Aaron Coyes: In my own personal music I like the arrangements long and syrupy, slow and not tons of changes but with movement. Lots of weird sounds subtle changes and atmosphere, sneaky shit, density management, use less, don't try and sound like anyone else just try and sound like yourself...
Which of your Peaking Lights tracks are you most proud of?
Aaron Coyes: I think our last record was the culmination of a specific idea, like a closure of sorts. But to be honest, the stuff we're working on now is the most exciting. I think everyone says that. It's a fully different process, for the better. We're at this point where we just want to do what we want, like it or not, no worries! Trying to record the same way we play live, the tracks are coming out so much more heavy and super rhythmic with the dub elements being really strong. They're way more experimental.
What do you want to accomplish with the music you produce?
Aaron Coyes: I love it when people have a response to the music we make. To make people feel good, to make music I'll enjoy playing years down the line, to have people feel it. I love when we play and people come out to dance!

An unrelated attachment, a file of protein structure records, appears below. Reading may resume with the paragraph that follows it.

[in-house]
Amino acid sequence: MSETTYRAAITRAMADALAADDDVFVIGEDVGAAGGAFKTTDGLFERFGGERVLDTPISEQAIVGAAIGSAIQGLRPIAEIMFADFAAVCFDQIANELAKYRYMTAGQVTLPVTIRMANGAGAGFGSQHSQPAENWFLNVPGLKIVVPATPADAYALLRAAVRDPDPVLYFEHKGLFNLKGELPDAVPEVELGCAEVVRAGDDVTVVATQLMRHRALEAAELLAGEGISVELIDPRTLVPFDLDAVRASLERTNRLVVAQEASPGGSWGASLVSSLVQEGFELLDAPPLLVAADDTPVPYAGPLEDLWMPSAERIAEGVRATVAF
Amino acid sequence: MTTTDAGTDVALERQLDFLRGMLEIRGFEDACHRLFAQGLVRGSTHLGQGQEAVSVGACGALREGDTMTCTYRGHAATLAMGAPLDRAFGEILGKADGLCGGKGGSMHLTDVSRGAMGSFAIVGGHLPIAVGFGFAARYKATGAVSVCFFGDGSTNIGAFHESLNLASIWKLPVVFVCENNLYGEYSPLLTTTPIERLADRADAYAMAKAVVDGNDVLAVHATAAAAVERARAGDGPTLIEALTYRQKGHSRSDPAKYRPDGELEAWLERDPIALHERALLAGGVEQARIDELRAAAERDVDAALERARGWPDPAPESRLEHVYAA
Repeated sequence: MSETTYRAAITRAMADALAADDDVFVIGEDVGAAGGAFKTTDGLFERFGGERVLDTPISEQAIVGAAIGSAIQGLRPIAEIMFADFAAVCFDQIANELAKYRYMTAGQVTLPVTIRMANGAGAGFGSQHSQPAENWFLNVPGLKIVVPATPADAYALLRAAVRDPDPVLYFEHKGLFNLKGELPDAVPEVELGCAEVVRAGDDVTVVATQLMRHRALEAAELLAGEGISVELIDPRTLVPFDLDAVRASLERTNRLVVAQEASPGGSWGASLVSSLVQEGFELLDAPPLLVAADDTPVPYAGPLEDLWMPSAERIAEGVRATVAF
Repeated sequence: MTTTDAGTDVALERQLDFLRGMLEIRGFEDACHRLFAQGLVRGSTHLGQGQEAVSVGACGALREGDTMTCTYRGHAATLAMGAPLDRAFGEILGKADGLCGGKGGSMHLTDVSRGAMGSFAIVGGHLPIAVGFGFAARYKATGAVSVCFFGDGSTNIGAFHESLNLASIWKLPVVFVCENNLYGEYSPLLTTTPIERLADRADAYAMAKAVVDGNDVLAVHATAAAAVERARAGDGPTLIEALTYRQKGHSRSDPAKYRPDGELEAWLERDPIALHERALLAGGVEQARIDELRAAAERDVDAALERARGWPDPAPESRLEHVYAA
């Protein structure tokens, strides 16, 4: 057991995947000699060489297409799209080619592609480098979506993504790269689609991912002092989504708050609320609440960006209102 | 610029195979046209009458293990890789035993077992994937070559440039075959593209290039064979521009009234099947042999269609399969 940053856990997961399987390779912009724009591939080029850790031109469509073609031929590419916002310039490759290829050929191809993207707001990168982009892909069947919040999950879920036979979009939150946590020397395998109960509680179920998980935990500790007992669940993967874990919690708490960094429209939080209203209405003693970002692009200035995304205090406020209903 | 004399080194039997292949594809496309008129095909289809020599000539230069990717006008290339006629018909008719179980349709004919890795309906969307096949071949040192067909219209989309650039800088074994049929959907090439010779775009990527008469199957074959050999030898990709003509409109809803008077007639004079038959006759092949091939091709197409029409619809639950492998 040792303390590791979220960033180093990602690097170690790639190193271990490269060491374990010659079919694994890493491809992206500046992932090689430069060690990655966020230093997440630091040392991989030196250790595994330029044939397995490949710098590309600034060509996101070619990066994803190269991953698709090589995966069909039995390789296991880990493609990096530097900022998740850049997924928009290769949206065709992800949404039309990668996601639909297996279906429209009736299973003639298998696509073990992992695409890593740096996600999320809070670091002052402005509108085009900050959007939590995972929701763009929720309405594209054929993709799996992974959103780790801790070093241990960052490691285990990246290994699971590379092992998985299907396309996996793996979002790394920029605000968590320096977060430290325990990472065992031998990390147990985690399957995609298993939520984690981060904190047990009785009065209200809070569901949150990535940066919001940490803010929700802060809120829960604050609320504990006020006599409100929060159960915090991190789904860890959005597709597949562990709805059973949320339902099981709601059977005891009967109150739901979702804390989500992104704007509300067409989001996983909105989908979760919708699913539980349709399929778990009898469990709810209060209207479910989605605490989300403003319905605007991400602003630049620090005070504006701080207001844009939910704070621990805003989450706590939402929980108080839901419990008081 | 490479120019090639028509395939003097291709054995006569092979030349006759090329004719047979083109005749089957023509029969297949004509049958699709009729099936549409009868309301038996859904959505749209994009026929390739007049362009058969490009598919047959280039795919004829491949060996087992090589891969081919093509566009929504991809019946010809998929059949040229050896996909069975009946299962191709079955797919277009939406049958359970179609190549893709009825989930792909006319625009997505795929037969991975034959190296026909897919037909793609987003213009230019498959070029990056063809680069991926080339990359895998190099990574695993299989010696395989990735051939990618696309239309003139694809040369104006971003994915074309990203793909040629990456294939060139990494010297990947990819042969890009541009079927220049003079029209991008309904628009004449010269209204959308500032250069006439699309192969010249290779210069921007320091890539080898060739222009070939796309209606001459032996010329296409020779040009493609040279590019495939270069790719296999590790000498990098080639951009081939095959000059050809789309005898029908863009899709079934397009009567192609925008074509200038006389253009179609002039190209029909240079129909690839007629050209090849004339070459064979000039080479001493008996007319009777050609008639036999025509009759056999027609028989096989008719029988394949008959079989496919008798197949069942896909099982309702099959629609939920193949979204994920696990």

What kind of music would you make in a world without electricity?
Aaron Coyes: Use rocks and sticks, make some tubes to hit, homemade marimbas, coconut shells & palm fronds, very percussive with lots of chanting.
What general advice would you give to producers, DJs and musicians who are just starting out?
Aaron Coyes: Do your own thing your own way. Don't follow trends, don't worry about being the best and biggest, focus on being creative and your skill will follow, learn from the world around you, be conscious and respectful of others, don't be cocksure of your status, be humble, expect to fall and be prepared to get back up, all the while have fun and always love doing what you do. Recognize your insecurities and do the best to remove them from your being, treat yourself with kindness so that's how you treat others, don't take advantage of others, if someone asks you to manage you make sure you get a contract and are clear about their role, don't be afraid to fire people or be fired and always stick up for yourself ...Again, love what you do. This is some dad advice.